A backlash is brewing in response to cuts being made at the Department of Fisheries and Oceans. Of mounting concern are the cuts to research scientists, including one of the world's leading authorities on ocean pollution.

Sixteen letters have been sent to employees at the St. Andrews, N.B. research station, though officials say the number of job losses will likely be fewer than that.

However, town leaders say the cuts will have an economic and social impact on the community.

"They're the people who volunteer," says St. Andrews Mayor Stan Choptiany. "They have decent salaries, so if there are cuts, that's money that they may save in Ottawa, but it's money that comes out of the town."

Almost $80-million has been cut from the federal fisheries department budget. As a result, layoff notices have been sent to fisheries scientists in St. Andrews and in the Halifax area, but Ottawa insists the research will still get done.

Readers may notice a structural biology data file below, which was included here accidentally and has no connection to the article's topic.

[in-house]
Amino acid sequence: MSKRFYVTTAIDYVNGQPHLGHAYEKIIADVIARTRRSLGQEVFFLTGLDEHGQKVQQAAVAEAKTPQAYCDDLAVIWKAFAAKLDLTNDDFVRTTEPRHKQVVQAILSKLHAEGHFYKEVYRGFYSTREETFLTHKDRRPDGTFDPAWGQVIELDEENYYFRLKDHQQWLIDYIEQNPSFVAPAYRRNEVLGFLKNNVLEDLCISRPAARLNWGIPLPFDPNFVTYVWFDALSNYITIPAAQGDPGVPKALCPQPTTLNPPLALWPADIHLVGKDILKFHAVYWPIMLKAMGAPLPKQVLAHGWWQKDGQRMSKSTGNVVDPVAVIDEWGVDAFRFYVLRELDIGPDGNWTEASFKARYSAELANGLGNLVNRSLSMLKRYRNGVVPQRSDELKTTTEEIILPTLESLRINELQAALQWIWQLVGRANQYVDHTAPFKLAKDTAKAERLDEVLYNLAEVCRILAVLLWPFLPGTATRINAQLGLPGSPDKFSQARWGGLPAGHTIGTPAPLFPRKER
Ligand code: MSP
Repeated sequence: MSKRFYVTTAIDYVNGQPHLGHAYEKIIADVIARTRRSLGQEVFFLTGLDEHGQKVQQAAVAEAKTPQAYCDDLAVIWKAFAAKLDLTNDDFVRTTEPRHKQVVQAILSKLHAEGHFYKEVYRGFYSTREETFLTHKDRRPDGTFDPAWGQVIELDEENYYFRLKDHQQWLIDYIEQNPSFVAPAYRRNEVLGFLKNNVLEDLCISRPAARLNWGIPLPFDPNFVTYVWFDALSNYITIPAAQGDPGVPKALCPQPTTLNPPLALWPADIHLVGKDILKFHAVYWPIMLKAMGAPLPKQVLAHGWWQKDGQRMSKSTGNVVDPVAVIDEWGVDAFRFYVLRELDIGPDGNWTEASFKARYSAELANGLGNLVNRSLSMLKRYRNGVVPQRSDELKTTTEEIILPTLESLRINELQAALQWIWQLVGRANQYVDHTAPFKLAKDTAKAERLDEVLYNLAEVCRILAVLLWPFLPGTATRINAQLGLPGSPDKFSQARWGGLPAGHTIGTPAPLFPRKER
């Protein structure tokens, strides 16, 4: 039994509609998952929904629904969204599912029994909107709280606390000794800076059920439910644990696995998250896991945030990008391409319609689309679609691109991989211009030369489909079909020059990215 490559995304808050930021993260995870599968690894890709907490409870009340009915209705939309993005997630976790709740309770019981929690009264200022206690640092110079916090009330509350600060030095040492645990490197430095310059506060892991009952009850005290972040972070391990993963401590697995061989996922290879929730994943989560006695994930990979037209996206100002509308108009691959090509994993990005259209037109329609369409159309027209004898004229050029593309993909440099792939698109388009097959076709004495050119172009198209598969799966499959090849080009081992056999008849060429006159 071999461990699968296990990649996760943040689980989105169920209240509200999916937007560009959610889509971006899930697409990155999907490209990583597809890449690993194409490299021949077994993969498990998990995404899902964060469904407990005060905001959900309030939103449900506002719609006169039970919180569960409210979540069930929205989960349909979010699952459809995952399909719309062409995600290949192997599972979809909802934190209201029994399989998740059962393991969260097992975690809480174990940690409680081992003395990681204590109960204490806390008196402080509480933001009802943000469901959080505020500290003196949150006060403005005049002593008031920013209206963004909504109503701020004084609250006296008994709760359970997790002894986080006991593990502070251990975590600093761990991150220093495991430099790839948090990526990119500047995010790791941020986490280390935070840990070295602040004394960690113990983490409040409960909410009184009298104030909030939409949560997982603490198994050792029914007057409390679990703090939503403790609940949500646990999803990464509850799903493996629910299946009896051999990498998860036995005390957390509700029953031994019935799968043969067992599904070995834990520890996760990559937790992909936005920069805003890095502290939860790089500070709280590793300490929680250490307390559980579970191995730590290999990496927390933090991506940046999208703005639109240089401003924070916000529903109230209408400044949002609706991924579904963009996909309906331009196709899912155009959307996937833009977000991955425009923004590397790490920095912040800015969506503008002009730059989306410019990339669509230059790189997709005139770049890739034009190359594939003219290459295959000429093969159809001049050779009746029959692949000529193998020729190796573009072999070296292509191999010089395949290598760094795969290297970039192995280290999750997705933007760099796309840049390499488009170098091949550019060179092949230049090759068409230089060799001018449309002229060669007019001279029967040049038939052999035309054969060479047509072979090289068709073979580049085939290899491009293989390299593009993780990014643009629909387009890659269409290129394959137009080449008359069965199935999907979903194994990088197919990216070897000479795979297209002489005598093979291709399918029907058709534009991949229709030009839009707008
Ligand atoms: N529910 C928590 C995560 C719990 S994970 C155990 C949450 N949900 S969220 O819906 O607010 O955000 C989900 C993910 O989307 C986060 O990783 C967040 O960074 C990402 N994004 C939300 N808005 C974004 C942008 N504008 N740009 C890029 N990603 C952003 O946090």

Kenneth Lee is an internationally renowned expert on the effects of oil spill contamination in marine environments and he is among the DFO employees who may be affected by the cuts.

A DFO official says the cuts amount to less than two per cent of the workforce a year, over three years, but opponents say the cuts are targeting the wrong people.

"On the marine pesticide issue, the people working in the program that has been cut here in St. Andrews are international go-to people. They are really at the cutting edge of expertise," says Matt Abbott of the New Brunswick Conservative Council. "These departments, more than any other departments in the DFO and Environment Canada, are what is protecting our fishery."

The DFO says employees who have received letters may lose their jobs, or they may be asked to re-locate to take another position in the government.

With files from CTV Atlantic's Mike Cameron